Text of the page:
Homebuyer’s Guide: 10 Steps to Buying a House

Buying a house is a pretty big step, not just financially, but also in terms of your lifestyle. And whether it’s your first time or your 10th time buying a piece of real estate, the process can be a little overwhelming. One way to remove some of the stress is to break the homebuying process into a series of simple steps.


So what are the major steps to buying a house? In this article, we’ll take you through the process one decision at a time.


10 Steps to Buying a House


1) Check your financial health.


First things first: Before you get too deep into the process of buying a house, you’ll want to make sure you are in a good place financially. There are a number of factors to consider as you try to determine whether you are really ready for homeownership:



  • Income and employment status. Your lender will need some assurances not just that you have money, but that you have a recurring income that will allow you to keep up with mortgage payments. Generally, lenders will require you to provide evidence that you have been steadily employed for at least two years. When you apply for a mortgage, you’ll need to supply a W-2 and pay stubs, so you might as well start gathering those documents at the beginning of the process.
  • Liquid assets. You’ll also want to ensure you have some money saved up that you can use to make a down payment, and also to cover closing costs. As a rule of thumb, you’ll usually want to have anywhere from three to 10 percent of your home’s total value in savings.
  • Debt-to-income ratio. To determine your debt-to-income ratio, simply divide your monthly debts by your gross monthly income. Most lenders will require you to have a debt-to-income ratio of no more than 50 percent, but really, the lower the better.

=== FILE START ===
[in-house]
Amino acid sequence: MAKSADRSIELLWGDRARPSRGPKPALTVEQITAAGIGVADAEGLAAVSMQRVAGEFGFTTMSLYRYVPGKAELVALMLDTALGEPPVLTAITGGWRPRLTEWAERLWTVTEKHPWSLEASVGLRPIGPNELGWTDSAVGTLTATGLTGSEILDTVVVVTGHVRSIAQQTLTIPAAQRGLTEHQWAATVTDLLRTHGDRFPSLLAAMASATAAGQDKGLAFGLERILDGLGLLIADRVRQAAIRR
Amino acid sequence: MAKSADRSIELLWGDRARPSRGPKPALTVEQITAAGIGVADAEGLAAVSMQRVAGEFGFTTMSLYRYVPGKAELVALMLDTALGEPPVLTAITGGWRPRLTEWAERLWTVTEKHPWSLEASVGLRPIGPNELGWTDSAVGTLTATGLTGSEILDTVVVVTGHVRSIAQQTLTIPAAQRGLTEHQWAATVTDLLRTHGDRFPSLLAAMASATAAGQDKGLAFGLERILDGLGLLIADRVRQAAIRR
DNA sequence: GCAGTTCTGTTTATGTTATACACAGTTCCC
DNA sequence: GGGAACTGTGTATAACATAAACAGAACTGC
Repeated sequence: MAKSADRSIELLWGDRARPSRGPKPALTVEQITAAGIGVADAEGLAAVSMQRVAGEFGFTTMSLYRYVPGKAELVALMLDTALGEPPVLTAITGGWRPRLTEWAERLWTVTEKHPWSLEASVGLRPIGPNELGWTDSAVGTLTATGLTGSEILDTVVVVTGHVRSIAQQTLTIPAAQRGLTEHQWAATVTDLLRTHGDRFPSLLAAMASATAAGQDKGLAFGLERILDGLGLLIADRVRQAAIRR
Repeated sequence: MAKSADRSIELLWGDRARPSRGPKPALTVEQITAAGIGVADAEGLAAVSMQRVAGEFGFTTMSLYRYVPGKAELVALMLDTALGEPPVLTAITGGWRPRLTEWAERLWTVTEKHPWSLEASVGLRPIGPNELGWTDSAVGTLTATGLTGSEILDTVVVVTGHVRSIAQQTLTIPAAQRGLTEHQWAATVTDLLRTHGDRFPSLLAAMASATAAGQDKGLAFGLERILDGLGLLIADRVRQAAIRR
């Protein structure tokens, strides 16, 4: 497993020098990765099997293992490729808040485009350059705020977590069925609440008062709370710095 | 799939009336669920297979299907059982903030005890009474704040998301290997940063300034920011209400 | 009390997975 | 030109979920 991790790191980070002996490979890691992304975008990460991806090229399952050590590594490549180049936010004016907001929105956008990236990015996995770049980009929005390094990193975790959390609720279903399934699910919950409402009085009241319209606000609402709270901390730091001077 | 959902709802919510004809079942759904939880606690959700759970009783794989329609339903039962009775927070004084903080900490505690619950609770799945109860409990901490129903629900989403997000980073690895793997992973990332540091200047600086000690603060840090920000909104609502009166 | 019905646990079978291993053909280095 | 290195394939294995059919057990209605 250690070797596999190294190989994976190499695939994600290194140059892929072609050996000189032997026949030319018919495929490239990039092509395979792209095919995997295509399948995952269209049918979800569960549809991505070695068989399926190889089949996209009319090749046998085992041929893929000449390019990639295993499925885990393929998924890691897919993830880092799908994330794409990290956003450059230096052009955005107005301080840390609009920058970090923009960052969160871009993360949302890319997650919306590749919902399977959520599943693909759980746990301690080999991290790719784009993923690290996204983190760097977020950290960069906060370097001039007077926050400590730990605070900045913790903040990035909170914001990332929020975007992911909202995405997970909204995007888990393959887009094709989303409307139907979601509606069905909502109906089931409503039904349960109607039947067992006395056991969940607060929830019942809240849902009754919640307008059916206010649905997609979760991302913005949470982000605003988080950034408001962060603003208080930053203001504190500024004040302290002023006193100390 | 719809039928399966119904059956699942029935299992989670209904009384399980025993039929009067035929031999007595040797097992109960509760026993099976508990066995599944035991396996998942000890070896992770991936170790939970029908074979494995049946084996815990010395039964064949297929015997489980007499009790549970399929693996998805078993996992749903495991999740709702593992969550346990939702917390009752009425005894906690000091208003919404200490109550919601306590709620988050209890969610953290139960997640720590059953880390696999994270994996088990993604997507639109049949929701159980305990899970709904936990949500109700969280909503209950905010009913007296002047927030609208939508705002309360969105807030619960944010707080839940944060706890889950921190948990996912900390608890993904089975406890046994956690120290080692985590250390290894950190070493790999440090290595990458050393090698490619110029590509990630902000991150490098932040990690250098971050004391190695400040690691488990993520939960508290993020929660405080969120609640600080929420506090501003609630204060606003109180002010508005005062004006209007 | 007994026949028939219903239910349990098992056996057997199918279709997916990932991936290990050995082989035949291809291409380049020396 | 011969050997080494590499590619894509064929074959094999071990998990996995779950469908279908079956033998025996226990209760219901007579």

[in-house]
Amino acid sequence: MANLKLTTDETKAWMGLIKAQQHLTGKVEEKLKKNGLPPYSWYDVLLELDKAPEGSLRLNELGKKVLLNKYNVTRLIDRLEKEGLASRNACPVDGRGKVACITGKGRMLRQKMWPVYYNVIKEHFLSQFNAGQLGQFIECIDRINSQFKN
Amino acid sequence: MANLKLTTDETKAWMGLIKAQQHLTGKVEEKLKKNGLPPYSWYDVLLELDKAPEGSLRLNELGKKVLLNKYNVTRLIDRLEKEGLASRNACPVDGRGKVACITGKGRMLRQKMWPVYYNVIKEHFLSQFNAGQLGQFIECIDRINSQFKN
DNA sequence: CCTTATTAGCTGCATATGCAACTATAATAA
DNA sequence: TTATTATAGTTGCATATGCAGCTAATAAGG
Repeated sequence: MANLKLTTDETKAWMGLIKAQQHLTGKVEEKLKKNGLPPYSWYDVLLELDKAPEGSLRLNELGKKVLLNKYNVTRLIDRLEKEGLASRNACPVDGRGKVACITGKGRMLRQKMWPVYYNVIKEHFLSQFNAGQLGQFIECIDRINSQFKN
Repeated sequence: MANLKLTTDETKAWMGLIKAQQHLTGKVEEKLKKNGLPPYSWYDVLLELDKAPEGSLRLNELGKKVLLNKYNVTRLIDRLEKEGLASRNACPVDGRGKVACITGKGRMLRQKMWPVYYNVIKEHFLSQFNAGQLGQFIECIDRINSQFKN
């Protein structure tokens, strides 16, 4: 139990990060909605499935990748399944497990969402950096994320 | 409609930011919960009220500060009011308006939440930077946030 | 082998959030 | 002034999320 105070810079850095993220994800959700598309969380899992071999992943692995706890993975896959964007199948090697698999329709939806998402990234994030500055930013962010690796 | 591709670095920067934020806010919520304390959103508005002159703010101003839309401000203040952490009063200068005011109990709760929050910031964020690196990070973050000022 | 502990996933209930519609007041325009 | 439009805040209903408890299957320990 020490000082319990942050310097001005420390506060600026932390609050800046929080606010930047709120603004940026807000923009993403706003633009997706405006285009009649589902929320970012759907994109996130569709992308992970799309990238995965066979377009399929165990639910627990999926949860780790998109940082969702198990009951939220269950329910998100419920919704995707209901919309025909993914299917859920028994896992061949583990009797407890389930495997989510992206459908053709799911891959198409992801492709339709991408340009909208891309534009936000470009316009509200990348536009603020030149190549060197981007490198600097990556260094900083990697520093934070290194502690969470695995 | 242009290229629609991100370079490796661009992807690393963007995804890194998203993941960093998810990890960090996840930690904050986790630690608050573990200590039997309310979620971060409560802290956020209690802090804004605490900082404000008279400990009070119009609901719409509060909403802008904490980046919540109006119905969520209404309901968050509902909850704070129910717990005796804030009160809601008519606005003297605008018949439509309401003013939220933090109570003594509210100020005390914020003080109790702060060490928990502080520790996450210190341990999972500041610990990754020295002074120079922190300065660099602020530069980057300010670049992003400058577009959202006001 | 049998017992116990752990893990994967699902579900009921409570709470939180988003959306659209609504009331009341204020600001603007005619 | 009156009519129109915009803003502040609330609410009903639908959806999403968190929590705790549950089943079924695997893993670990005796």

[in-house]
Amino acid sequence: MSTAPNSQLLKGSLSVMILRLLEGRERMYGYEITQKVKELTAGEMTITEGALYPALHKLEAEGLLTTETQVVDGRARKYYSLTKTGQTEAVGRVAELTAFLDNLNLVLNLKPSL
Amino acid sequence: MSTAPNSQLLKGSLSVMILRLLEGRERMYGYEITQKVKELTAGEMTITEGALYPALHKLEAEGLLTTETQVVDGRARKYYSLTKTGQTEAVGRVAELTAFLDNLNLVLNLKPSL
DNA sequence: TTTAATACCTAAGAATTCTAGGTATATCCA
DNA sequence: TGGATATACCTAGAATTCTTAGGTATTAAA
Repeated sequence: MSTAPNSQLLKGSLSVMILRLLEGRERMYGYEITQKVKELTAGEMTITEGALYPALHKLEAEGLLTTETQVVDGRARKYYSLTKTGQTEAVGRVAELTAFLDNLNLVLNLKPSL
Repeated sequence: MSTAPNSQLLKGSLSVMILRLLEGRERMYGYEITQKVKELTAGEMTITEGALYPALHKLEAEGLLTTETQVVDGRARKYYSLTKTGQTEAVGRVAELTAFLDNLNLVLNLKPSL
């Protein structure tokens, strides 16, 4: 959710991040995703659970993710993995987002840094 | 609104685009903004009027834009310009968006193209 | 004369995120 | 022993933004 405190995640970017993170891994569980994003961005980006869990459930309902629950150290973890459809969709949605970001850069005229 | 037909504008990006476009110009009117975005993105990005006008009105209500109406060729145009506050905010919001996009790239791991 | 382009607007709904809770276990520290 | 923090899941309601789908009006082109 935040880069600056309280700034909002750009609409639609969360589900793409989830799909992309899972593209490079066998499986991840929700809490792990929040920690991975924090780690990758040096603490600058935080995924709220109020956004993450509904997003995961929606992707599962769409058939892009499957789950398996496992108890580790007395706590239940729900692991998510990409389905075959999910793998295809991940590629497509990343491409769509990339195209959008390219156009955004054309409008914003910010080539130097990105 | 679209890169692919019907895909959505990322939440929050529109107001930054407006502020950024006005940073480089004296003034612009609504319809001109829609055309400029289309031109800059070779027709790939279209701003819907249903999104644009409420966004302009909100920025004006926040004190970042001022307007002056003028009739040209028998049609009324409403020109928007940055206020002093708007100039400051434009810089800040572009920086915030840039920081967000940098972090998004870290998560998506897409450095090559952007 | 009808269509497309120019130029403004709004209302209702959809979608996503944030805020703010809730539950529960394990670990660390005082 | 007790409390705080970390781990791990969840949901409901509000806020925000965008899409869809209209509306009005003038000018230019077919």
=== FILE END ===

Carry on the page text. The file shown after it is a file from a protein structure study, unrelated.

• Check your credit score. Finally, before you get too deep into the process of buying a house, you’ll want to check your credit score. Typically, a score of 620 or higher should be fine to get a conventional loan, but better scores will mean better interest rates. A score of 720 or higher is ideal.



2) Determine your budget.


After you determine that you’re in a good place financially, the next step is figuring out exactly how much house you can afford.


To start with, look back over your debt-to-income calculations, which will show you roughly how much money you’ll have each month to put toward mortgage payments. But also keep in mind that homeownership comes with additional expenses, including utilities, property taxes, homeowners insurance, maintenance and repair costs, HOA fees, and more.


It is often helpful to draft a basic household budget, providing you with a reasonable sense of where your money goes each month and how much house you can realistically afford before you start to feel too much of a financial strain.


3) Get pre-approved for a mortgage loan.


If you’re planning on buying your home in cash, then you can skip this part. For anyone who plans on taking out a mortgage loan (and that’s obviously going to be the vast majority of homebuyers), pre-approval is one of the most important steps in buying a house.


During the pre-approval process a lender will help evaluate your overall financial health. They’ll do this by reviewing:


  • Your income statements, such as 1099 or W-2 forms.
  • Assets, including statements from your bank accounts and retirement statements.
  • Debts, which can include student loan obligations, credit card statements, etc.
  • Records of any foreclosures or bankruptcies in your history.


Basically, your lender will take a look at these and other documents to confirm that you are eligible for homeownership, and also to let you know roughly how much house you can afford. The process will end when you receive a pre-approval letter, which is the lender’s endorsement that they will loan X amount of money.


The pre-approval process is important for a few reasons. One, it gives you a more concrete sense of how much house you can afford. Two, a pre-approval letter provides potential sellers with evidence that you’re serious. And three, it can make the rest of the mortgage and closing process move much more expediently.


4) Look for a real estate agent.

Most homebuyers will want to work with a real estate agent to help them navigate the process of buying a house.